If you’re thinking of enrolling your child in a selective private school, you’ll need to be familiar with the ISEE, which stands for Independent School Entrance Exam. This is a test designed by one of the same companies that construct college entrance exams, and your child’s score on the ISEE can play a huge part in determining whether or not he or she is accepted at an elite private school. Because competition for admittance to good private schools is fierce, and because these schools need an objective way of measuring a students knowledge and abilities and comparing them against others, they’ve turned to the ISEE in order to help them qualify and accept students capable of flourishing in tough academic environments.
The ISEE takes about three hours to complete, including breaks, and will usually be given at the school the child is hoping to attend. (If not, the school will have the pertinent information.)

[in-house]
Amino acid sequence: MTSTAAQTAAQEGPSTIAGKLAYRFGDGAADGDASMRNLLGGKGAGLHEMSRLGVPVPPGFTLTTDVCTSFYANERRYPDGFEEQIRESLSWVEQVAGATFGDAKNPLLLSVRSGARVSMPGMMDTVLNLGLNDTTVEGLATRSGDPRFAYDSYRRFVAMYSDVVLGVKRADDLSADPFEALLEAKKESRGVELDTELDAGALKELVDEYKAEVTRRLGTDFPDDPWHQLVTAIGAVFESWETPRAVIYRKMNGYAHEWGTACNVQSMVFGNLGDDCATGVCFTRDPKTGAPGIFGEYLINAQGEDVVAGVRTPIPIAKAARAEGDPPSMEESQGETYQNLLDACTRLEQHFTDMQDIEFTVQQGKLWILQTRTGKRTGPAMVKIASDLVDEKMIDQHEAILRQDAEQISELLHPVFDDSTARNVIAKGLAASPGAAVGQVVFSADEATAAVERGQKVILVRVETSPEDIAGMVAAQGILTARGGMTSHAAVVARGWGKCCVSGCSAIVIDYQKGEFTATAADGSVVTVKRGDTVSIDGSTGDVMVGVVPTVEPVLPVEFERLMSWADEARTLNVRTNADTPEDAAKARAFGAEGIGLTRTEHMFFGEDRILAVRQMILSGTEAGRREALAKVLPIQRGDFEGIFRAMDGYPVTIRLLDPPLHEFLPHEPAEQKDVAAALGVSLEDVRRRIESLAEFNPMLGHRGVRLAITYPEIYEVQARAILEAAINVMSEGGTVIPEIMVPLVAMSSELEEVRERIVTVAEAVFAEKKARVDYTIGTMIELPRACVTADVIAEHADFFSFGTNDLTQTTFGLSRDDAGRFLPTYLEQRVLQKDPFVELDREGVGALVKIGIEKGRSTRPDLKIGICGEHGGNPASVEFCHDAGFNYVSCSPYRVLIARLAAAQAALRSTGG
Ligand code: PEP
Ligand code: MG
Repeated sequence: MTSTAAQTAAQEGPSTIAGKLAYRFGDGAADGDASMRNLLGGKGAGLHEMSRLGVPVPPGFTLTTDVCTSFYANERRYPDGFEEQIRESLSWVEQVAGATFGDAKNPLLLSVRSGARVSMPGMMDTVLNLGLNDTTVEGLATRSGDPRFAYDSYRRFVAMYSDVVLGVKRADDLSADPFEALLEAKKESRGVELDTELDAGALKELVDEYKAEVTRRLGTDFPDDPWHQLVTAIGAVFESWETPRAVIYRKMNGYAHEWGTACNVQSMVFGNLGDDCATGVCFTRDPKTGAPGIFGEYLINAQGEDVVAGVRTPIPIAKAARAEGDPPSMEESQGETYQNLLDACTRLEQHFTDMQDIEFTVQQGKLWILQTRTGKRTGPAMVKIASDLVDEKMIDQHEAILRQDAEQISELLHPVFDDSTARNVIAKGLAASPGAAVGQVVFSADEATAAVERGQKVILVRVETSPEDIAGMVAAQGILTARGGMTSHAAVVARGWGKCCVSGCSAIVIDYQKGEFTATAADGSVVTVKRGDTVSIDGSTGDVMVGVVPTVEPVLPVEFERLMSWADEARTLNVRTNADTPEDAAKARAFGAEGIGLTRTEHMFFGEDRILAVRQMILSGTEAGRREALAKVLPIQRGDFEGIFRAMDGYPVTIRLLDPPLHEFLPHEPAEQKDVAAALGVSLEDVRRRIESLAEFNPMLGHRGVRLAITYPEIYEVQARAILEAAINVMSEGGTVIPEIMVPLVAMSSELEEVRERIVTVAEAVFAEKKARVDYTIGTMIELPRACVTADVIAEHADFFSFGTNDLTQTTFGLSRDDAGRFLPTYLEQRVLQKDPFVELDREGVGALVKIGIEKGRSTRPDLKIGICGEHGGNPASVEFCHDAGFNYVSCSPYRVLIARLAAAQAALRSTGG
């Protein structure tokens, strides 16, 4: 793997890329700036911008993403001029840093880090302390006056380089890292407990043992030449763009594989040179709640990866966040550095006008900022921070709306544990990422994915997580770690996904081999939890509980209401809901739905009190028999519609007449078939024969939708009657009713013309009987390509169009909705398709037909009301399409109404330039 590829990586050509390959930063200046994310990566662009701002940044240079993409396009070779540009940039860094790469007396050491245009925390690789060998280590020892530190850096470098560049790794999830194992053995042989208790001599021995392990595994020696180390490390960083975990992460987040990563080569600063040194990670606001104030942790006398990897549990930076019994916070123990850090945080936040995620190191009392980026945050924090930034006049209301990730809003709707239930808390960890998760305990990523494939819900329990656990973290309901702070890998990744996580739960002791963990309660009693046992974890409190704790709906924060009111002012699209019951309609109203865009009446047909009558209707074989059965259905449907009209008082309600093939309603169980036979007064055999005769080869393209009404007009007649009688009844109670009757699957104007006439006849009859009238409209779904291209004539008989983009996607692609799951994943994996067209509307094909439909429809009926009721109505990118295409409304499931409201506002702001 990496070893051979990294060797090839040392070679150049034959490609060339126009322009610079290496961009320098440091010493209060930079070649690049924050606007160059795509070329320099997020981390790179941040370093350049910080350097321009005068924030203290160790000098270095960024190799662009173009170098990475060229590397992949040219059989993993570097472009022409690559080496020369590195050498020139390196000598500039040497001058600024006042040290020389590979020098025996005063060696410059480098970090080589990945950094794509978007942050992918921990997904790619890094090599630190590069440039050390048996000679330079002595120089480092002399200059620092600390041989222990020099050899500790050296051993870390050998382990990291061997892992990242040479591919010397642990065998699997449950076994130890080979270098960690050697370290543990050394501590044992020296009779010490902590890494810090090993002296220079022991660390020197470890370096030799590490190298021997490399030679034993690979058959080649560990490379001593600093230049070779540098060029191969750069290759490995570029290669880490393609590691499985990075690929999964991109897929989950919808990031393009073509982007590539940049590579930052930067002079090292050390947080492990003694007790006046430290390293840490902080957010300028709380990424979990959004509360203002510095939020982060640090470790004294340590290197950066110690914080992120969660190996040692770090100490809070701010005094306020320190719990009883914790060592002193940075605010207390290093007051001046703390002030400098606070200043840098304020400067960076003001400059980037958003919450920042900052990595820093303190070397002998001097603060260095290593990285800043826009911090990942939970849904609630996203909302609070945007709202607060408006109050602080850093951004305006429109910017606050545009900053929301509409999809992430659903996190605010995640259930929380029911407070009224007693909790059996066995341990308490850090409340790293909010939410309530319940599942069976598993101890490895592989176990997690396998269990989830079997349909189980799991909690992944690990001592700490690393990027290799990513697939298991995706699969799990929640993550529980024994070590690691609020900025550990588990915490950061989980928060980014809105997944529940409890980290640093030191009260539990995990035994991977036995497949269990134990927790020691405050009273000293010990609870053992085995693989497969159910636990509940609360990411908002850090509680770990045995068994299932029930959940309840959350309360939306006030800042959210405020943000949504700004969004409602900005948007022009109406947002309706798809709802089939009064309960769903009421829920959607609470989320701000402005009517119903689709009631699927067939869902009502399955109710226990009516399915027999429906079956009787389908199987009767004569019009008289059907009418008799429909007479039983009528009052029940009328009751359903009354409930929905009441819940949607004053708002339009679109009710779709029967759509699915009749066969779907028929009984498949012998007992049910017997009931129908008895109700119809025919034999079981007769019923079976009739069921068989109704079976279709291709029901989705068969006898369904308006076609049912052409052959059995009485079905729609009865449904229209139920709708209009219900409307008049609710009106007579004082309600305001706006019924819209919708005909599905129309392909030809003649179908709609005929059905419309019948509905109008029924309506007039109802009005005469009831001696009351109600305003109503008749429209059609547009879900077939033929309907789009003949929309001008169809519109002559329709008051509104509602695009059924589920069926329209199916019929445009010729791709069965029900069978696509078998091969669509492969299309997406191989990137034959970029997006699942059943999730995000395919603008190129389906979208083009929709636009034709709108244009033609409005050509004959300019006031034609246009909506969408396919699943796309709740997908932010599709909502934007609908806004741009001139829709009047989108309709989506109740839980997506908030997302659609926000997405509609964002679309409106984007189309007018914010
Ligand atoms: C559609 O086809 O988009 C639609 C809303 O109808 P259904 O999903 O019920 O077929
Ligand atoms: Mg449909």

For clarification purposes, there are actually three different ISEE exams, for different grade levels-Lower Level, which is for students hoping to be admitted to either grade 5 or 6; Middle Level, for students applying for admission to either grade 7 or 8, and Upper Level, which is for students hoping to be admitted to grades 9 through 12. The three different ISEE tests are quite similar in design, with the main difference being the difficulty level. We’ll be discussing the Upper Level ISEE, but most (but not all) of the information will apply across the board. One part of the test involves writing an essay-the student will have thirty minutes to demonstrate their writing and reasoning skills. On the verbal reasoning portion of the ISEE, they’ll have 20 minutes to answer 40 questions on synonyms and completing sentences properly. The quantitative reasoning portion will consist of 35 questions on math, geometry, and algebra problems and concepts; higher order thinking, and the ability to make quantitative comparisons. This section of the ISEE has a time limit of 35 minutes. Reading Comprehension will involve 40 questions in 40 minutes, and the student will demonstrate their ability to read and interpret passages from science, social studies, and the humanities. The last section is mathematical achievement, and it’s similar to the quantitative reasoning, but more concerned with actual problem solving abilities than concepts and theory. All questions on these sections are multiple choice. The ISEE is a very difficult test, and if your child does poorly on it they can not take it again for six months. It’s important to get an excellent score the first time. A good prep guide and study materials are highly recommended.